It’s California, September 1969…
Natalie Wood’s shoulders were rubbed raw and heels ached although now shoeless. The night’s earlier premiere and its bare-legged exploration of monogamy opened with success. In truth Wood felt a sting of emptiness as perspiration gathered like friendly moss upon the car window. Her mindless finger lowered from the frosted glass as initials ‘J. S.’ disappeared as quick as breath.
She gathered herself enough to notice the driver asked for her hand a second time and that in dark they had arrived home. Her mind a divided train, trying to steer away from a certain man’s absent touch while gentle music penetrated her senses. She poured herself a glass and hummed and drank through a sticky photo album and her childhood. Sweet Santa Rosa was stage left of her open thoughts while gazing deep through a golden image of lips her own against a Robert Wagner head shot.
And meanwhile further south, Jim Sullivan had recently returned home, drunk, after celebrating a party in light of the debut of his first recorded album. Hipflask in his trousers, he mock-played a game of football while defeating imaginary enemies until collapsing into his favourite chair. He swigged the finest whiskey he could afford and imagined if now his life might change.
Her telephone had been ringing for some time but Natalie scarcely noticed.
Steering her liquid mind to the phone’s incessant howl she lifted the receiver.
“Hello?…” “Is anybody there..?”
A long silence followed, then, ever so quietly, music started to play… as if a tiny gramophone had called specifically with a message to deliver. A message that Natalie would not understand for another thirteen years and even so. A melody that would find its way through the craters of her mind and tingle her bones like a seventh glass of wine. The music she would hear the night aboard Splendour in the Isthmus of Catalina. The song she would hear the night of her death.
As Natalie placed the telephone down, the automated arm of Sullivan’s hi-fi system clicked and reset. He crawled over to an ash-clad pile of freshly played records, wax illuminating. Unimpressed, he made for the front door remembering his recent trip to town and a new purchase. Removing the plastic ‘Malibu Music’ bag, he placed the vinyl down and hit play and soon John Lennon’s cries of “come together” soothed Jim into a blissful sleep.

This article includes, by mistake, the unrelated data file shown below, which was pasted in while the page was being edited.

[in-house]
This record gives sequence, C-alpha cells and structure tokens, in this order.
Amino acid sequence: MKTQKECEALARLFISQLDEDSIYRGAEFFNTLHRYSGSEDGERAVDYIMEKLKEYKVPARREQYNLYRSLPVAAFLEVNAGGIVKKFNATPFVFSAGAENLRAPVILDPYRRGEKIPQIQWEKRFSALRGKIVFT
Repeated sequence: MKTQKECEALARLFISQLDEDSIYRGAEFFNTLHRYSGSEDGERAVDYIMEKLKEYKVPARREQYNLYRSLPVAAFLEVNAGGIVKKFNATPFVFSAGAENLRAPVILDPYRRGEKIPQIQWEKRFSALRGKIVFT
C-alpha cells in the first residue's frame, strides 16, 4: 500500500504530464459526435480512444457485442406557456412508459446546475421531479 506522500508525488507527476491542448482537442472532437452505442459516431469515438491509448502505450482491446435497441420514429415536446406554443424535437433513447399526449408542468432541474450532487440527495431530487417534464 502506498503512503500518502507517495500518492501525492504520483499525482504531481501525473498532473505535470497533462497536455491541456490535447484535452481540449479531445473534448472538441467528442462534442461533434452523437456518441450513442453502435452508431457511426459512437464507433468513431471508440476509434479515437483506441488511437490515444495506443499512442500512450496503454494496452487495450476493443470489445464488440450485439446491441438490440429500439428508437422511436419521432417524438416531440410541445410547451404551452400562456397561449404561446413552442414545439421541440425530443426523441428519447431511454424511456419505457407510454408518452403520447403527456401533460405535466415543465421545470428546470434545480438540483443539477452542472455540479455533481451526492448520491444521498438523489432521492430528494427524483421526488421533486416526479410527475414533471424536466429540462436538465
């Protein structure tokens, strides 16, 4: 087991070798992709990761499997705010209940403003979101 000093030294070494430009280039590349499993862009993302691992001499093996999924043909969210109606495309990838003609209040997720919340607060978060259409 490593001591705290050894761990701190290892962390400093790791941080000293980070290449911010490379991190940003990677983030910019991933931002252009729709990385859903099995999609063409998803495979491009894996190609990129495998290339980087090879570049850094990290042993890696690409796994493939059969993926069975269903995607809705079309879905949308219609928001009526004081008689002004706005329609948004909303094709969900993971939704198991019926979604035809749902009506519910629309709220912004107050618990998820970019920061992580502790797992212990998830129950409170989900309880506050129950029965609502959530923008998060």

Jim wakes with a start and it’s 1975 and he’s late. The hi-fi broke two years earlier and the run out groove is about to turn the tail end of Lennon’s cover of ‘Just Because’ into looping static. He rushes into a badly parked VW bug and haphazardly begins a journey to Nashville, a place his comrades from the road promote as ‘blowing the Cali scene out of its own ass’. After crossing into New Mexico Jim felt a stirring in his stomach as it had been too far gone between meals and decides to rest in a small motel in Santa Rosa.
After checking in Jim takes a drive around town, passed the railroad and down Main street, wishing all he could see were smoky trees and dismal wilderness rising to the skies.
Natalie is at a dinner party being shown a Wurlitzer piano by a man named Dickinson.
Much to the agitation of her husband, Dickinson takes her fingers in his, showing her the first three notes of a scale. Flashes of her childhood running down to see her father off at Santa Rosa train station mix and meld together forming complex coloured constellations and soon a melody forms in her head she can’t express but hum. Her self-proclaimed teacher questions the tune and asks where it came from.
“I don’t know… perhaps nowhere?” she replies.
Humming a suspiciously similar tune, Jim Sullivan drives further that night than expected, if anyone expected anything about Jim. He parks just outside Santa Rosa, bends down and with his hand, feels the cold dirt of the road. He rubs his face with his hands, closes his eyes and opens his mind.
He begins a long walk away from this earth and into oblivion, never to be seen again.
Jim Sullivan’s – ‘U.F.O’ (1969) album
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